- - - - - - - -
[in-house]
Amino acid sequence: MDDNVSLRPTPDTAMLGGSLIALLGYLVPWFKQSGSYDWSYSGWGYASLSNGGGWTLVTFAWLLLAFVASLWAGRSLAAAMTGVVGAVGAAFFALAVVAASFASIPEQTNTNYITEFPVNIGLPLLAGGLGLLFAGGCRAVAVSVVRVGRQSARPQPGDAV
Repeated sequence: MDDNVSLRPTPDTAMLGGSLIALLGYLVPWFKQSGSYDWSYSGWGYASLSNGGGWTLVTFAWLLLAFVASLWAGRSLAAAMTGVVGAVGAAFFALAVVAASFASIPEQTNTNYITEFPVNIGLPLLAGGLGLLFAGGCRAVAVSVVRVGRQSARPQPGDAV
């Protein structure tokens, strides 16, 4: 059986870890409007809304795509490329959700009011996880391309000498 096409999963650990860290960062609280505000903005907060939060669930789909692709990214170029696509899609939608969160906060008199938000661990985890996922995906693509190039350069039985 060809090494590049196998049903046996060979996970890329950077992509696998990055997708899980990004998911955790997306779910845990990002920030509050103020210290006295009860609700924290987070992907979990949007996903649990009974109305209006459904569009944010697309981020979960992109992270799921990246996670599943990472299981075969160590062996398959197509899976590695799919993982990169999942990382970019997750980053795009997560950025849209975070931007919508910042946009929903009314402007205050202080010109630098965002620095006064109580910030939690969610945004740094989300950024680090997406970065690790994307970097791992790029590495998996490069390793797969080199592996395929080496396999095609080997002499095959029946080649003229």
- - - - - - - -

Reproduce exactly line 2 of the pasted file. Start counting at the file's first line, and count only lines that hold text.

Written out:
Amino acid sequence: MDDNVSLRPTPDTAMLGGSLIALLGYLVPWFKQSGSYDWSYSGWGYASLSNGGGWTLVTFAWLLLAFVASLWAGRSLAAAMTGVVGAVGAAFFALAVVAASFASIPEQTNTNYITEFPVNIGLPLLAGGLGLLFAGGCRAVAVSVVRVGRQSARPQPGDAV